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Mami Wata is the Spirit of African Surf

The first African surf brand is making waves throughout the global surf culture.

Mami Wata surfboard at Venice Beach
Mami Wata surfboard at Venice Beach

For many, surfing is more than the act of riding a curling body of water breaking near the shore. Some see it as a cultural wave that can spread throughout communities and change people’s lives. What began with the Polynesians back in the 12th century and was popularized in the 1950s and 1960s in California and elsewhere has spread worldwide. Surfing has not only become a hobby and professional sport but has a significant influence on music, art, film, literature, and fashion. 

One of the companies making a huge splash in the African surf culture and throughout the world is Mami Wata. The brand’s name comes from the African water spirit that comes in the form of a mermaid with a serpent wrapped around its body. From Morocco to Madagascar, Mozambique to Liberia, Mami Wata (Mama Water) is known to abduct her followers and return them wealthier, more attractive, and with a new spiritual understanding of life.

What began in 2017 by co-founder and CEO Nick Dutton and his partners out of Cape Town now sells globally. Known as an African Surf lifestyle brand, a significant part of Mami Wata’s success can be attributed to Dutton’s previous experience in advertising global leaders such as Volvo, Jaguar, and Snickers in South Africa and the UK. His 20-year career, coupled with his global adventures, inspired him to create an African surf lifestyle brand that would help people view and understand Africa through a different lens. 

So what exactly is the African surf lifestyle? For Mami Wata, it’s more than the products they sell—it’s manufacturing in Africa, supporting African youth surf therapy organizations, and strengthening African surf communities and tourism. These initiatives are part of the company’s mission to be a creative force in Africa. The proceeds from Mami Wata’s award-winning book AFROSURF go towards African surf therapy organizations as well as Waves4Change and Surfers Not Street Children. 

Another of Mami Wata’s co-founders, Selema Masekela, remembers a time when Black surfing in South Africa was unheard of. His father was from the country, but Masekela grew up in California and New York and decided to come to South Africa post-apartheid. Even though legislation that segregated non-whites had been lifted, it was still unprecedented to see a Black man surf for fun—and that’s exactly what Masekela did. He recalled the other kids looking at him as though he had just stepped off a spaceship. “The police tried to arrest me in Durban because they were so perplexed at what they were seeing,” he told Vogue in 2021. 

One of the other owners of Mami Wata is the creative director and artist Peet Pienaar. Like Masekela, Pienaar believes in the power of “Afrosurfonomics” and the positive impacts of surfing on local communities. “When a place has a great surf break, let’s say in some remote location in Gabon, that break has the potential to generate sustainable income for the community living there. It’s surf tourism,” he told Forbes last year.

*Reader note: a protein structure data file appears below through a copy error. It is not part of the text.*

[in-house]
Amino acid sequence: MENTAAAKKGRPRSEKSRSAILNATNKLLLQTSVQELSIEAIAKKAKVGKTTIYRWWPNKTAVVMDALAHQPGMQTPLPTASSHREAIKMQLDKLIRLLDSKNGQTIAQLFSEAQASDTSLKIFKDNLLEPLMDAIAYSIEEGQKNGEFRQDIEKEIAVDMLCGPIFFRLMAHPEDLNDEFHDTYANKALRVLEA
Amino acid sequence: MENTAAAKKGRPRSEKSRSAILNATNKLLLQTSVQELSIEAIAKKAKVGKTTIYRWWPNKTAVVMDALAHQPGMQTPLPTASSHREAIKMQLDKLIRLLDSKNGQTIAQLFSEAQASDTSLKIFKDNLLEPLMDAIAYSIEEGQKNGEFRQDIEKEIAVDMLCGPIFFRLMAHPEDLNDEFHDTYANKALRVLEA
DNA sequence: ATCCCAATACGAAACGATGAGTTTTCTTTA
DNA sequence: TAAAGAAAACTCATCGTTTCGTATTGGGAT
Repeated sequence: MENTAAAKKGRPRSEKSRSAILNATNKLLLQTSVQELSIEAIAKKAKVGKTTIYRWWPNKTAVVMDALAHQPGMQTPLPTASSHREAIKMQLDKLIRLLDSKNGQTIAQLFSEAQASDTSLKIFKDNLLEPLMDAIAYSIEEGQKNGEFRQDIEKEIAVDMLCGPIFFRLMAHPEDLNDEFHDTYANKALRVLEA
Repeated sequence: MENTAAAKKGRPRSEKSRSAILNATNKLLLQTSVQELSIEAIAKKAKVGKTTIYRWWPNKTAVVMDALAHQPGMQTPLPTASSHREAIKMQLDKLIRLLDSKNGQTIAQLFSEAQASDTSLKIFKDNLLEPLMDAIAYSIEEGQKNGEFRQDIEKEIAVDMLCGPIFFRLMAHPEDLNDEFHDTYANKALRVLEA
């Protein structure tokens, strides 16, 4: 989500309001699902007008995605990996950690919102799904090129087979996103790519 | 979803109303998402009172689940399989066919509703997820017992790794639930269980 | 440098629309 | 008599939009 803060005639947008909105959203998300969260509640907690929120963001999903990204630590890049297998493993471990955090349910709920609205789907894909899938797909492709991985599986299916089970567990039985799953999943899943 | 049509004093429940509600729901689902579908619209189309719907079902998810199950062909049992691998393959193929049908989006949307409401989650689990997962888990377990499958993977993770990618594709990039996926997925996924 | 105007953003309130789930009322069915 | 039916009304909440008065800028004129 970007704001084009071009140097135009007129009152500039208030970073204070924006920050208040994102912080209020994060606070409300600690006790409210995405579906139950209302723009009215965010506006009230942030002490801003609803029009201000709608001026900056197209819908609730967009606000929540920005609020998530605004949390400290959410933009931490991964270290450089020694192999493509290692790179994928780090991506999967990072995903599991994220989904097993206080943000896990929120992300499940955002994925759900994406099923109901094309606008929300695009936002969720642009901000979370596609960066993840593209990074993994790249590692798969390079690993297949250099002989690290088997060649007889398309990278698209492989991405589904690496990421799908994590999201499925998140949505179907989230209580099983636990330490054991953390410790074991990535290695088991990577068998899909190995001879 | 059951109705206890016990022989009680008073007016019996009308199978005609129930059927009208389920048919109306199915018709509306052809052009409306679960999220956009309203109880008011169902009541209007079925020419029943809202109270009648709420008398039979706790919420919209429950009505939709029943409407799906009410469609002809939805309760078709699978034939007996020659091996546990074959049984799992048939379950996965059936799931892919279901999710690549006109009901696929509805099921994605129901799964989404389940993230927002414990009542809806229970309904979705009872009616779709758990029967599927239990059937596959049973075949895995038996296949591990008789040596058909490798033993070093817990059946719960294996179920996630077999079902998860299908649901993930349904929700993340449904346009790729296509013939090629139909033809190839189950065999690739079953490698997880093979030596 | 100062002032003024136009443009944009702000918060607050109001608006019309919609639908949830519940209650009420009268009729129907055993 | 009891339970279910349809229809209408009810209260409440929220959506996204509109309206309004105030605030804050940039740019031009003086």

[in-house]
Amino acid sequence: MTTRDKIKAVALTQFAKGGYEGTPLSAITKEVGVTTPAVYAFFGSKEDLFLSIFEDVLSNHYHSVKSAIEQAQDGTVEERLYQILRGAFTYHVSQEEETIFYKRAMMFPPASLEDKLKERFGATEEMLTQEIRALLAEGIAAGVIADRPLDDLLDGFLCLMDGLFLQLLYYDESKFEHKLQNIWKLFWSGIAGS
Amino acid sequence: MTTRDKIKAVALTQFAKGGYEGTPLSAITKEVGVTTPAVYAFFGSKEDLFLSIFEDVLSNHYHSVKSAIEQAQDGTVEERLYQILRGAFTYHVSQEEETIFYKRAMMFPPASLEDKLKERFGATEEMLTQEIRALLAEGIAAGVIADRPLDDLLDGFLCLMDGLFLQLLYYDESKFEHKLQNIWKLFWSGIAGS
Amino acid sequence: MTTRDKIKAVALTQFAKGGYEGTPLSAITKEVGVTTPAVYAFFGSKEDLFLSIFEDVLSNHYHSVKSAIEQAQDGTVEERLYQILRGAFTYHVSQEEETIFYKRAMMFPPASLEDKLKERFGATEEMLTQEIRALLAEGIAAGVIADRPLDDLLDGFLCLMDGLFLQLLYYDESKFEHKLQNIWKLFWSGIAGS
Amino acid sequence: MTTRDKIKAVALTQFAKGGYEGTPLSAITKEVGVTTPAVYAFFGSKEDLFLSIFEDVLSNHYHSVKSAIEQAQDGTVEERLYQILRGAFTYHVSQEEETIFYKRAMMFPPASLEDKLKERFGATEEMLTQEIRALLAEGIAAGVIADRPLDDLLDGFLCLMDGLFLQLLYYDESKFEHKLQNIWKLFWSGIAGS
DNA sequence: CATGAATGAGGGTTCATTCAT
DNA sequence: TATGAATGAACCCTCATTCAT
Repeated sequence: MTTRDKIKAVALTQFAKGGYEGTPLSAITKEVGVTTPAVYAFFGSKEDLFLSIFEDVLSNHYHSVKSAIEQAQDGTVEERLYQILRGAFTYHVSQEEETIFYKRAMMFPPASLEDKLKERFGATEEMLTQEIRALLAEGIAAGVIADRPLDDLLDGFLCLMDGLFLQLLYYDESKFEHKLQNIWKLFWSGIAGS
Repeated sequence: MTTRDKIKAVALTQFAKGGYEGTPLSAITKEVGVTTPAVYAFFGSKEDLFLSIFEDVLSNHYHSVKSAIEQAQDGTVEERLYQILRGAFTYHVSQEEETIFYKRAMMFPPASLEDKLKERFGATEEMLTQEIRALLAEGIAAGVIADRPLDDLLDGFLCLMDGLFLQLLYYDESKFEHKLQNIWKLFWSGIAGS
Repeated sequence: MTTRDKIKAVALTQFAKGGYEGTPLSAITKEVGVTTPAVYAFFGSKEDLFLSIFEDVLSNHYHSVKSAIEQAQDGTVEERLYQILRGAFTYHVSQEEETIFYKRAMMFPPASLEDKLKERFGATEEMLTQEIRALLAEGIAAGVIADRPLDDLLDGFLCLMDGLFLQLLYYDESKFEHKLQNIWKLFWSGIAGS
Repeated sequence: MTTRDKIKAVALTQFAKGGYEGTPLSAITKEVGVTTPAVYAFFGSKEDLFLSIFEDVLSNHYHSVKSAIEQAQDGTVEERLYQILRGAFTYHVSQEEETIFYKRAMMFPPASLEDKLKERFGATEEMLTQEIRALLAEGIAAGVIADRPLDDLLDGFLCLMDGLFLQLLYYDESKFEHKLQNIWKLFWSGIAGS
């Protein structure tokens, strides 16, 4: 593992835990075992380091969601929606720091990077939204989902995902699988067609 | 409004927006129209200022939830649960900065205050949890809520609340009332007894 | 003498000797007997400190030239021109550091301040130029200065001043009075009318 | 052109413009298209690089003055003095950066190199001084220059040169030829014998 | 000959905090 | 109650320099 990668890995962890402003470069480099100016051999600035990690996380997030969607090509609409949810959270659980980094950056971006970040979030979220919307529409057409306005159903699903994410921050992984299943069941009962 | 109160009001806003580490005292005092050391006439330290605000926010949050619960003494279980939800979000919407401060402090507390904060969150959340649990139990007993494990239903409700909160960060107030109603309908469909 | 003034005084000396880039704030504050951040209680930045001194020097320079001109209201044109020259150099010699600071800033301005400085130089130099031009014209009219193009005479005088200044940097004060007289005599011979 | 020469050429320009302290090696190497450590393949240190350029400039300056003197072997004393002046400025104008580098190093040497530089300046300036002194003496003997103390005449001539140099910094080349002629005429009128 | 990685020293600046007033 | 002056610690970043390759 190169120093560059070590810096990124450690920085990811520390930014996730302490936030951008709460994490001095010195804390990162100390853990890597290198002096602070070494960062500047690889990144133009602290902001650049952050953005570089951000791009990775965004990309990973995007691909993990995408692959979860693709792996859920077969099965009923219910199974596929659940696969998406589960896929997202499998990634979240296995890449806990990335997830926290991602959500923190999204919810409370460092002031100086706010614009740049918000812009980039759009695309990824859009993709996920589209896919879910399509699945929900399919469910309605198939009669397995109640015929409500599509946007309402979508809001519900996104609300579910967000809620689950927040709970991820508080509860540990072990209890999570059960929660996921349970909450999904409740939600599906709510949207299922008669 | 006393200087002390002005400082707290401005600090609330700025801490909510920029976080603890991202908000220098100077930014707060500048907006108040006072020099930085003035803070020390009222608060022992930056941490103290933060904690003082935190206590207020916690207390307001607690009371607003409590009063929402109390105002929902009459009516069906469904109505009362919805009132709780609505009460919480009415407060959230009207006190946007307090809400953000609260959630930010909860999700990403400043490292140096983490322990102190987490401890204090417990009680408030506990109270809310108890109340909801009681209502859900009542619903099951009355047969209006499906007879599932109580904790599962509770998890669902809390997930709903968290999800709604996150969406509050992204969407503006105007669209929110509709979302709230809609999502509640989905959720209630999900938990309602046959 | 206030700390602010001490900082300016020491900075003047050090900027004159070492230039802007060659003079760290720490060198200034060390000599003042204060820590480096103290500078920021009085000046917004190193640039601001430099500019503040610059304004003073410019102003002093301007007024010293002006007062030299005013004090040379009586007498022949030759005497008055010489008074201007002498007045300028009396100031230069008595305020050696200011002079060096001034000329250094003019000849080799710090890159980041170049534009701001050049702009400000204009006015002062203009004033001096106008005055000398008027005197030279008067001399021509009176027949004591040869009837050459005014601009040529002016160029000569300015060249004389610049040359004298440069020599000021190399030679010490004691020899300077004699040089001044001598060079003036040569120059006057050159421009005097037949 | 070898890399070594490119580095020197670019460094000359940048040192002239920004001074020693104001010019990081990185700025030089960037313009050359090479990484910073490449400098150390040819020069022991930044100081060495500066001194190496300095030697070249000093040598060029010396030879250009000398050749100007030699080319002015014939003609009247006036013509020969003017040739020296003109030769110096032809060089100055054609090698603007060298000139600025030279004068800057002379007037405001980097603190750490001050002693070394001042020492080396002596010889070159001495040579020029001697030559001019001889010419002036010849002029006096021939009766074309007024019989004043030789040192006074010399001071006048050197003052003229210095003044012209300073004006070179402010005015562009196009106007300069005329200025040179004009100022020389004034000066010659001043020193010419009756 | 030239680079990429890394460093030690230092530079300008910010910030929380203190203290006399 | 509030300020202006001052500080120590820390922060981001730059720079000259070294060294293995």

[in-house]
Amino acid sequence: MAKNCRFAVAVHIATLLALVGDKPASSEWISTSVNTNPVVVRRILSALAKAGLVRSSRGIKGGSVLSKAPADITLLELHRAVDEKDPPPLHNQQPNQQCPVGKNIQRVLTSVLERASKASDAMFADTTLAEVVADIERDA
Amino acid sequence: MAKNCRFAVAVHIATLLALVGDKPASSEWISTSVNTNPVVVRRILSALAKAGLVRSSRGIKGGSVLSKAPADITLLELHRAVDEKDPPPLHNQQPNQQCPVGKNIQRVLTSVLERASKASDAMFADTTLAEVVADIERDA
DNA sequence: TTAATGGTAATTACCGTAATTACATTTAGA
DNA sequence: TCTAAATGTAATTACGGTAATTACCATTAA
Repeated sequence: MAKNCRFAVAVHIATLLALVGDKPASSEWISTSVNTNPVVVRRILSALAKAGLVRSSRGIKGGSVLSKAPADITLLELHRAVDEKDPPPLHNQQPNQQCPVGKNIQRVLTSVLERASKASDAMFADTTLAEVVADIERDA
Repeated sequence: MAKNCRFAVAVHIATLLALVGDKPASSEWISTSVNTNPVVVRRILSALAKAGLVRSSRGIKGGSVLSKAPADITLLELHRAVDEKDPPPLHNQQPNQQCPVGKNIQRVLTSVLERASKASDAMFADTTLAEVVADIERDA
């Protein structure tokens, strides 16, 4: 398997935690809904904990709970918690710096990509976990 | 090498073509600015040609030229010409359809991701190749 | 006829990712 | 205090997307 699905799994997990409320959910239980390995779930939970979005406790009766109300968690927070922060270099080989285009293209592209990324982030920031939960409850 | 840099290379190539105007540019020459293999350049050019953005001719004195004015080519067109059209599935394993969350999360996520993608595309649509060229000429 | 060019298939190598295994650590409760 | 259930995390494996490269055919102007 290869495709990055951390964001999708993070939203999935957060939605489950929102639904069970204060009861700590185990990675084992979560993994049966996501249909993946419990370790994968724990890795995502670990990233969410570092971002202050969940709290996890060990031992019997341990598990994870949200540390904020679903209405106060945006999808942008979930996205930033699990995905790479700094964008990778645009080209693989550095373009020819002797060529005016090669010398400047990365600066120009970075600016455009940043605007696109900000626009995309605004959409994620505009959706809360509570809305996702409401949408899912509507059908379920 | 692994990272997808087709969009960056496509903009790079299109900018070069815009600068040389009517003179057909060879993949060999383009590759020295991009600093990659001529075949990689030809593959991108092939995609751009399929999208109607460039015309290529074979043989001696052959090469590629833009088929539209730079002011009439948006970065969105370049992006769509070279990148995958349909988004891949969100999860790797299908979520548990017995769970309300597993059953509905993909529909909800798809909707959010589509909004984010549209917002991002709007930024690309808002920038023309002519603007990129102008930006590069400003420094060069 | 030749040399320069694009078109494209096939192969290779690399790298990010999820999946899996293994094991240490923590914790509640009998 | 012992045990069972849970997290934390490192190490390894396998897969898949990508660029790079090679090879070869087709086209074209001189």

Mami Wata shop interior
Mami Wata Shop

“We believe that if done right, surf can play a massive economic role in Africa similar to the role a ski slope plays in Europe,” says co-founder Peet Pienaar.

With the massive surge of African culture starting to hit the West, Mami Wata wants surf culture to be a part of that wave. Pienaar says that Africa is not a forgotten continent anymore; it’s part of the globalized world. And it’s not just modern culture that comes along with this reconnection; it’s all the excluded art and culture over thousands of years. “Surf is one of the many overlapping connections between the West and Africa. I strongly believe that this overlap is where our power lies,” he says. 

Mami Wata - Horse
Mami Wata – Horse

The type of apparel, accessories, and surfboards Mami Wata creates are reflective of the slogans, graphics, and patterns of African culture. Not only do they come up with their designs, but Pienaar also collaborates with African artists inspired by local South African culture. They also sell hoodies and prints with popular surf spots throughout Africa. For example, Masekela says you have to check Jeffreys Bay in South Africa off your list if you’re a hardcore surfer. “It’s one of the eight wonders of the world,” he claims.

For those living in the United States who want to get their hands on a piece of African surf culture, Mami Wata also has a shop in Venice Beach, California, and an online shop. Their Robertsport Surf Club Liberia collection includes hoodies, tees, and a surfboard, in which all of the profits fund surf therapy in Liberia. They also plan to launch towels, beach bags, and more. With more collaborations in the works, Mami Wata hopes to keep pushing boundaries and opening up people’s perceptions of African surf culture.


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